Jacinda Ardern and the Dancing Kiwis – Panorama

Of course she was very happy, the New Zealand Prime Minister Jacinda Ardern. It’s about 600 million US dollars that your country earns annually from the sale of kiwis in Japan alone. Kiwis, these are these fruits, which are actually called “Chinese gooseberries” and which were also introduced to New Zealand in 1904 by a teacher named Isabel Fraser. From there they began their worldwide triumph as a spoonable natural fruit dwarf. However, not under the name “Chinese gooseberry”, but: kiwi.

For centuries, New Zealanders have called everything like that, including themselves, which in turn has to do with their national bird, which has wings but can only walk and has long been called that. Its feathers also look more like bristles, which is why it is definitely suitable as a namesake for berries.

Jacinda Ardern is currently in Japan and not only met Kiwis there, but also met Prime Minister Fumio Kishida.

(Photo: Kimimasa Mayama/IMAGO/ZUMA Wire)

In any case, Ardern is currently visiting Japan, it is her first trip abroad since the beginning of the pandemic, and of course the talks so far with the Japanese officials have not only been about the secret service cooperation to defend against the Chinese power apparatus, which is perceived as quite prickly in the region. It was also about the trade in kiwis.

And so, in honor of the New Zealander, two people dressed up as gooseberries danced as an advertising medium for the world’s largest kiwi fruit trader. A journalist made a video that went viral, which made the retailer, whose green-brown testimonials have had a rather unnoticed existence in comparison to Master Proper or Ronald McDonald, very happy.

And even if the Japanese music, to which the Kiwi performers hopped, was melodically rather sad: Jacinda Ardern told a television crew immediately after the event that she was very happy about the dance of the “Kiwi Brothers”.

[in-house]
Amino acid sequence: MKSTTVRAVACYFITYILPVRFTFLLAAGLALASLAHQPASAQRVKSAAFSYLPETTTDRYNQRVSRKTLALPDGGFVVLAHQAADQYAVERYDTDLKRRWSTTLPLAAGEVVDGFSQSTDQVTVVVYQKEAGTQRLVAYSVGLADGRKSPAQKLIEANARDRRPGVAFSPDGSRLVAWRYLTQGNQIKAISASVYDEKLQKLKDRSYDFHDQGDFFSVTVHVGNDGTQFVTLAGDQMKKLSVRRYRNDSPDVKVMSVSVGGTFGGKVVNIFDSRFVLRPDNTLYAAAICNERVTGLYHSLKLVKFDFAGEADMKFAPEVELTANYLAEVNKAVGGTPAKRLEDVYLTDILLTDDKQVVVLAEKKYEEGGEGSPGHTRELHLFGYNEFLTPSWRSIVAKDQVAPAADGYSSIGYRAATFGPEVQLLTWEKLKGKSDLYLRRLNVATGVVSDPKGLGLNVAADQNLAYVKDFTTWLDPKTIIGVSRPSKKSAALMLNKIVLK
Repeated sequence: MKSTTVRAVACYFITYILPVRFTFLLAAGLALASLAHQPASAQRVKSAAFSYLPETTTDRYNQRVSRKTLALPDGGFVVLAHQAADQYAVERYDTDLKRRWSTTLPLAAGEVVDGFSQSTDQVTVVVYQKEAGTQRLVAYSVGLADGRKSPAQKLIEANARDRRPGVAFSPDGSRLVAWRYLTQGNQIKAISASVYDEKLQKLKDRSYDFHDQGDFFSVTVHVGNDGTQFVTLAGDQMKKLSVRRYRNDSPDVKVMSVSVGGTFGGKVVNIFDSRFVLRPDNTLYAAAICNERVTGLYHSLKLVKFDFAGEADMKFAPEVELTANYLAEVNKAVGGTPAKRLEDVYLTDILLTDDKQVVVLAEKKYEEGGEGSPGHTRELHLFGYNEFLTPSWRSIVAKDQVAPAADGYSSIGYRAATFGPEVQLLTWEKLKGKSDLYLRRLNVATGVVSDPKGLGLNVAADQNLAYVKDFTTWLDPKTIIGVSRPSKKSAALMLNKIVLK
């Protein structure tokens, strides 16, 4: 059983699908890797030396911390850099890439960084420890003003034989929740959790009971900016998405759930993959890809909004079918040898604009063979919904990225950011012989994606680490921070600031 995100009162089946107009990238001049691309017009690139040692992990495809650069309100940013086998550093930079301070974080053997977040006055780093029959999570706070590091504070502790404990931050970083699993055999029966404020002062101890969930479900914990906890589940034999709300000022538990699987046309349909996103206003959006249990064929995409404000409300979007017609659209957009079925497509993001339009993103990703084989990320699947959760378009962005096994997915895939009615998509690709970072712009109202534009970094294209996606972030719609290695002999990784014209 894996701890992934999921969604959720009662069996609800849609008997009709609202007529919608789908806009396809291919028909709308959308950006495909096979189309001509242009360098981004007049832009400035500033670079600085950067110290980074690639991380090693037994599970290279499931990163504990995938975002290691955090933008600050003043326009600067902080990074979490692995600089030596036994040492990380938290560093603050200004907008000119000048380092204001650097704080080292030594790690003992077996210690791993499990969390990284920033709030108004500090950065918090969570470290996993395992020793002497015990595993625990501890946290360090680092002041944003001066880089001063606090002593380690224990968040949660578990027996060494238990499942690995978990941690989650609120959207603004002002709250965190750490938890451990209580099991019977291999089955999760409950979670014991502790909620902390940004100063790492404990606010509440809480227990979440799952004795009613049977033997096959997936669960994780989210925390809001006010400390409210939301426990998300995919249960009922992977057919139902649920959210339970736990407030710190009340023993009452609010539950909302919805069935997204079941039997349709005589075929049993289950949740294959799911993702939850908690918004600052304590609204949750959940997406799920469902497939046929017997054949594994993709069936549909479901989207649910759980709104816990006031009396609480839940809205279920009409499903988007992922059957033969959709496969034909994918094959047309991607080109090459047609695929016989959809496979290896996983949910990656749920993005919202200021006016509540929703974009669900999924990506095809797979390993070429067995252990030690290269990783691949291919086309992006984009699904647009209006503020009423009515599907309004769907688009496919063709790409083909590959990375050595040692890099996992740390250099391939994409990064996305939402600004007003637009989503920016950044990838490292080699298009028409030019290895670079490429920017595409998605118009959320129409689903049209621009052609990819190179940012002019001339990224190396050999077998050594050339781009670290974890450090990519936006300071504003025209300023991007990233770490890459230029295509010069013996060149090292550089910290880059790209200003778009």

Perhaps even more so than one of those strange guest gifts that are otherwise common on such trips. One remembers Elizabeth II when, in 2015, she received this enigmatic oil painting from the German Federal President Joachim Gauck, in addition to a box of Lübecker marzipan. It supposedly showed the Queen on a blue horse.

Welcoming rituals: The Queen of England puzzles over the gift from the German Federal President Joachim Gauck (in 2015).

The Queen of England puzzles over the gift from German President Joachim Gauck (in 2015).

(Photo: Pool/Getty Images)

In international diplomacy, musical performances to greet prominent guests are considered to be particularly satisfying. This could also be observed recently with the Danish Queen Margrethe II, who gave a company of honor of the Bavarian mountain riflemen in the Munich Residence with a cheerful serenade of Gamsbart.

But as a representative you often need strong nerves when traveling abroad. Angela Merkel, for example, had to experience this in 2014 when she had to kiss a Maori representative on a detour on her way to the G-20 summit in Brisbane in Auckland, New Zealand. Merkel passed the task with flying colors.

Welcoming rituals: Angela Merkel kissing a Maori representative in 2014.

Angela Merkel kissing a Maori representative in 2014.

(Photo: David Rowland/AFP)

As long as Rudy Giuliani doesn’t jump out of a box somewhere on a state trip (as he did recently in the US version of the television show “The Masked Singer”) or someone digs out the old T-shirt that Matteo Salvini, who was recently a guest in Poland, years ago wore when he thought Putin was really great, almost any greeting ritual is fine.

And apart from the heat development and the lack of air for the actors in Japanese mascot costumes, a small welcome dance, it doesn’t have to be a boisterous one, is a nice sign of hospitality. Afterwards you can perhaps spoon out one of these vitamin-rich fruits with your state guest, which are named after birds that – unfortunately – cannot fly.

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